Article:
Texas Chainsaw Massacre, fuck you very much. As opposed to the Departed, which was one of the best movies I've seen all year.

Friday, October 13, 2006

Two transport workers give it to Bush.


I'm feeling much better now...

So, it turns out that the Bush administration has been keeping files on anti-war protesters in violation of a law that commands such information be destroyed after 90 days.

Why do I feel like I've written this post before? I suppose this is why.

Wednesday, October 11, 2006

I never thought I'd link to Glamour Magazine, but...

They have nominated a union janitor from Houston, TX as one of their women of the year. Why? Despite battling breast cancer (with no health insurance), Ercilia Sandoval knows that standing up for herself and her coworkers is better than facing her disease in isolation. Solidarity beats apathy every day of the week.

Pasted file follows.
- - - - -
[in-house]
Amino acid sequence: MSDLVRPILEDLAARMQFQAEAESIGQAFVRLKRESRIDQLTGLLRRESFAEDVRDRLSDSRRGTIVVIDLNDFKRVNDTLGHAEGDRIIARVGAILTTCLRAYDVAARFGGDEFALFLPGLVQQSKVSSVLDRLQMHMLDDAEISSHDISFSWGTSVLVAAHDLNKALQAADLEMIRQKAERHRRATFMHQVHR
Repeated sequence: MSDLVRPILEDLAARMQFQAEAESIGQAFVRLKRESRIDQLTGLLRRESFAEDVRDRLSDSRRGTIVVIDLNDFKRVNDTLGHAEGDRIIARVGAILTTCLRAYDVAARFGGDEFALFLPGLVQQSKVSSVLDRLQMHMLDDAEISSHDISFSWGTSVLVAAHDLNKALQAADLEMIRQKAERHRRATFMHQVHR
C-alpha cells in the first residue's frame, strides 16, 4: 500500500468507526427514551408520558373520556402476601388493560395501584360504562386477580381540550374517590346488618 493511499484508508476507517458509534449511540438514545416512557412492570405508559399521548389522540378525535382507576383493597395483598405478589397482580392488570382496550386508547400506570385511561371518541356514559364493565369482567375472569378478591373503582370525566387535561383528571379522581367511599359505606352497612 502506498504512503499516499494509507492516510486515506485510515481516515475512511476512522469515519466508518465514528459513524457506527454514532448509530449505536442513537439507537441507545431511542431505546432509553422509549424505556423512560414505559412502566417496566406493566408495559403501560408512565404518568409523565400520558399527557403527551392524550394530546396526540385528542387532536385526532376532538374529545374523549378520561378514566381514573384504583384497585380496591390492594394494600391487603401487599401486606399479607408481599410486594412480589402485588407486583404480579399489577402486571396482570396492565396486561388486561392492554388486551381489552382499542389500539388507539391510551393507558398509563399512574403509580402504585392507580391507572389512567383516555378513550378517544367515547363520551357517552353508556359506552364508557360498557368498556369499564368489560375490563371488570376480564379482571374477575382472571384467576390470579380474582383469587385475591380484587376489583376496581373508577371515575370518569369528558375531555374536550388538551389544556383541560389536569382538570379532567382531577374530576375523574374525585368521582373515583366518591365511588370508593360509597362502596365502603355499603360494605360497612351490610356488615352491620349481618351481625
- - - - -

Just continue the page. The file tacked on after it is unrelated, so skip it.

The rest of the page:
And hats off to Glamour for highlighting women who aren't just engaged in philanthropy, but who are engaged in the forefront of fighting for change in their communities. It's too often the Ercilia's of this world are overlooked.

Friday, October 06, 2006

In the name of all that's holy...

Rush Limbaugh is more than a big, fat idiot.
I tell you, folks, you’ve got this page out there; you probably have a bunch of pages laughing and making fun of Foley and the way he comes on to them, and he’s gay and so forth, so they egg him on and so forth….
Yes, it's the fault of the kids. Really.

Dennis Hastert should be ashamed. And other hilarious impossibilities!


I'll resign, but only if it helps my party. Not because I'm guilty as sin.

The definition of discouraging.